Columbia Canal and Riverfront Park: This urban park located along the Saluda River and the Columbia Canal is perfect for bikers, joggers, and walkers. The park is 14-acres, has an outdoor gym, is wheelchair friendly, and has ample picnic spots.
The city of Columbia is 134.9 square miles in size, with 2.7 square miles being water. The town is within the Columbia Riverbanks Region, with the fall line being one of its primary geographical features. The fall line provides the boundary between the upland Piedmont region and the Atlantic Coastal Plain. The city took advantage of this falling water to grow as it powered many of Columbia's early mills.
Columbia has over 133,000 people, and 96.7% of these are U.S. citizens, with 5.03% born outside the country. White people make up 65,600 people, with Blacks or African Americans totaling 52,500, and Hispanic people making up a little over 5,500 of the population.
Columbia has a median household income of $47,286. Males in South Carolina attract 1.37 times more than females, whose average income is about $43,921.
The city of Columbia employs over 60,000 people, and its most significant industries are educational services, accommodation and food services, health care, and social assistance. The industries that pay the best salaries are professional, scientific, technical services, wholesale trade, finance, and insurance.
Columbia has a median property value of just over $181,000, with property taxes ranging between $800 and $1,499. The median property value is much lower than the national average, which is $240,500. In addition, 46% of Columbia's residents are homeowners, and most households average two cars.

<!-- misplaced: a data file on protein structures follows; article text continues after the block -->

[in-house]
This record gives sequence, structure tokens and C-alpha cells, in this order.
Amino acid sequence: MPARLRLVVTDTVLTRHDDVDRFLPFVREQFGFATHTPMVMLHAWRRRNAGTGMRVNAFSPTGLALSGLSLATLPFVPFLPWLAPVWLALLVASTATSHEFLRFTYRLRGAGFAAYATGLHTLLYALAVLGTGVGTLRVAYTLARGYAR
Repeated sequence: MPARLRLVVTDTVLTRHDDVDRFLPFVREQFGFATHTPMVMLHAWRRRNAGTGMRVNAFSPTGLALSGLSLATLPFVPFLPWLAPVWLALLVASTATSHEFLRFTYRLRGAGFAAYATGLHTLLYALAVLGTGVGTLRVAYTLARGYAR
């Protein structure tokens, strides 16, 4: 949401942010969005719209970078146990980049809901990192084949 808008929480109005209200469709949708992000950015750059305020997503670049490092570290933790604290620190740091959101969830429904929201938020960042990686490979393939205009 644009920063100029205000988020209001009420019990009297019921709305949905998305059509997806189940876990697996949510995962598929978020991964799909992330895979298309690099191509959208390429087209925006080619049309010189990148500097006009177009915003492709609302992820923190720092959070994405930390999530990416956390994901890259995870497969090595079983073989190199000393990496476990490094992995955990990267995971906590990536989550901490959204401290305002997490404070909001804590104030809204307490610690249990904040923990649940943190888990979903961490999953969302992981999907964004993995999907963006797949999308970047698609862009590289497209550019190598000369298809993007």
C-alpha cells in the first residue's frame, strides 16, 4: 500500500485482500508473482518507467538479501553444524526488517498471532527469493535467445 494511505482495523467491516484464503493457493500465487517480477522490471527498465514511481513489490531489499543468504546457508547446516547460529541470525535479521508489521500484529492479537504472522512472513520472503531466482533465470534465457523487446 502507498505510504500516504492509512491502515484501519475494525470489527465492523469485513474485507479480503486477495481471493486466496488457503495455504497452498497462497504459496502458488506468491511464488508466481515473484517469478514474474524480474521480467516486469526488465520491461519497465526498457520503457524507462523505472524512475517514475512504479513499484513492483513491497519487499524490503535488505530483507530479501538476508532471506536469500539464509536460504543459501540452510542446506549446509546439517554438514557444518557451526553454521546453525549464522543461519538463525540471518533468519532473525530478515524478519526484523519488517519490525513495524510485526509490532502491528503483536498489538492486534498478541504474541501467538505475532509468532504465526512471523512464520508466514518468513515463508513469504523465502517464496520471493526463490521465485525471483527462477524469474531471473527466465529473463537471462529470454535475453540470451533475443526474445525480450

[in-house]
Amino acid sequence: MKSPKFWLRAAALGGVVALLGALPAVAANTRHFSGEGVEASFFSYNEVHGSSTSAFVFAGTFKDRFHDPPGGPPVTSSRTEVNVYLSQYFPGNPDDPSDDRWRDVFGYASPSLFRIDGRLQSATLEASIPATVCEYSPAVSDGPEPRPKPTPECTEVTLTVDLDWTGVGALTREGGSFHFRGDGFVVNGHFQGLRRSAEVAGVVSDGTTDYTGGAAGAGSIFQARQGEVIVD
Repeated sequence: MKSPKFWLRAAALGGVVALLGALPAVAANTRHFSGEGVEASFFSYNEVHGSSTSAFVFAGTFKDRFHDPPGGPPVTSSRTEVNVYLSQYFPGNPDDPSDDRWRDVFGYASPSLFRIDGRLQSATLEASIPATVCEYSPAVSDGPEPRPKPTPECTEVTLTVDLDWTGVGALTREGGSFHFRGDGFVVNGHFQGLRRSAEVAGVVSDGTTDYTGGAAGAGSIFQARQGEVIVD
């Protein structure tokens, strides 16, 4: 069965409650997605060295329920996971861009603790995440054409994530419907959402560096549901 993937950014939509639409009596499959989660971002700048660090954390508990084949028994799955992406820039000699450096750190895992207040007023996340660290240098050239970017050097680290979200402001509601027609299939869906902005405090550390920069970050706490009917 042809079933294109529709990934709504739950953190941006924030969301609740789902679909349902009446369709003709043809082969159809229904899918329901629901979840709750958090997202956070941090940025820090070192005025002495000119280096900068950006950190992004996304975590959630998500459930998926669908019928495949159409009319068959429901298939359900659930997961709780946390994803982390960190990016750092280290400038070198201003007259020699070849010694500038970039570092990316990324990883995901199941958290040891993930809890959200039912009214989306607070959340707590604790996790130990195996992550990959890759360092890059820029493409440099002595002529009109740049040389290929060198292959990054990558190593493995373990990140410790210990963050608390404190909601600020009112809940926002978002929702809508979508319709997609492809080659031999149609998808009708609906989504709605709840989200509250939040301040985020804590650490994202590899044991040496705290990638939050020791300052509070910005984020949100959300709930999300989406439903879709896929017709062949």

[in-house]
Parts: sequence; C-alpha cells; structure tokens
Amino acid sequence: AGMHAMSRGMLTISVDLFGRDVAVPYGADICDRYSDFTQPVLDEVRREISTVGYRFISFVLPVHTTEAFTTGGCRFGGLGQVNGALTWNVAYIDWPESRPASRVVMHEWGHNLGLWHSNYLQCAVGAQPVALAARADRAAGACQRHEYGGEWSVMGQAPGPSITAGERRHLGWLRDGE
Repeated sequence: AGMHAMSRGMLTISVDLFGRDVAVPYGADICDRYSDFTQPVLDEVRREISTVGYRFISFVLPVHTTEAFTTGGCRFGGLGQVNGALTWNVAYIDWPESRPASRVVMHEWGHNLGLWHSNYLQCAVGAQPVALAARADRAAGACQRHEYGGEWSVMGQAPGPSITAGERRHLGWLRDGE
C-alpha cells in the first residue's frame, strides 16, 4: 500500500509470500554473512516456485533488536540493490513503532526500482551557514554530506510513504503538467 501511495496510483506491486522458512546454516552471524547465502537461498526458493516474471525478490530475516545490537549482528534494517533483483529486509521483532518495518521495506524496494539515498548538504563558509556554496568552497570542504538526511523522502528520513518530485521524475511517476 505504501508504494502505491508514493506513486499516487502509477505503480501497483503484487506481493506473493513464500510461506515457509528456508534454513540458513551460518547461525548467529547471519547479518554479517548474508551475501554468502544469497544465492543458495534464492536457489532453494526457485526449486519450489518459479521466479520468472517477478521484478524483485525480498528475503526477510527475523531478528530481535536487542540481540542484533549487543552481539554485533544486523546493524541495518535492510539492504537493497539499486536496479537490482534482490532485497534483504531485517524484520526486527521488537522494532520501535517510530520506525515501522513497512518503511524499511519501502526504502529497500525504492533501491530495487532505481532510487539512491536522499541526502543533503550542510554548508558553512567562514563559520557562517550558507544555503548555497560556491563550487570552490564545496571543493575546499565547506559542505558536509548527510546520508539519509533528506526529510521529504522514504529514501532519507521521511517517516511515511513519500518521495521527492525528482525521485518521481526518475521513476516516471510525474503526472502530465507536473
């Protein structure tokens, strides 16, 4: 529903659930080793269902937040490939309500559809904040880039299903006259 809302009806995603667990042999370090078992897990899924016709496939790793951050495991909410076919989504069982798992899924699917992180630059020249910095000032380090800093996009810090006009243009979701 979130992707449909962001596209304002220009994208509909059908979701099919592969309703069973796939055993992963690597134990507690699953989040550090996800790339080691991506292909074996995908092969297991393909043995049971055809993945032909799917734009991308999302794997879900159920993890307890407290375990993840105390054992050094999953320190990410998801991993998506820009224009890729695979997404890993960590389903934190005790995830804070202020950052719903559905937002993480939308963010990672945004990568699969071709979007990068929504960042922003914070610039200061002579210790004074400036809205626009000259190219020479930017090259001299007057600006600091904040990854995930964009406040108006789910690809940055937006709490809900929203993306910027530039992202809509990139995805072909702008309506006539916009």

Arts in Columbia
Arts in Columbia
Columbia is full of small theater stages graced by larger-than-life talent. The city has over a dozen venues and companies, with the Town Theater being the oldest. Built in 1924, Town Theater is currently the country’s oldest community theater building in continuous use. Columbia is also known for its dance, showcasing two professional ballet companies.
The city's art scene is something to behold. Before cities supported art in public areas, Columbia's walls, parks, courtyards, and street corners were full of art. This city also sports beautiful murals, sculptures, and fountains. Today, the city is home to an abundance of galleries, libraries, and museums highlighting countless priceless artworks.
Schools in Columbia
Schools in Columbia
Most of the city's schools are within Richland County School District One. However, some fall within the Fort Jackson Schools and Richland County School District Two. The town also provides residents with many private schooling options, with the most prominent private schools being the Ben Lippen School, the Bethel Learning Centers, and Cardinal Newman. If higher education opportunities form part of your life ambition, the city offers that as well. Columbia is the home of the primary University of South Carolina campus. The University of South Carolina currently offers 350 degree programs and enrolls close to 32,000 students. Other prominent universities and colleges in the city are Allen University, Benedict College, Columbia College, and ECPI University.
Columbia, South Carolina, is a hub of entertainment, culture, and opportunities for all who heed her call. If you are interested in history, vibrant arts scenes, and good food, Columbia is for you.
But, beyond these appealing characteristics, this city is booming with professional opportunities and schooling options for the family. So if you're ready to purchase a condo in Columbia, South Carolina, we are ready to help you!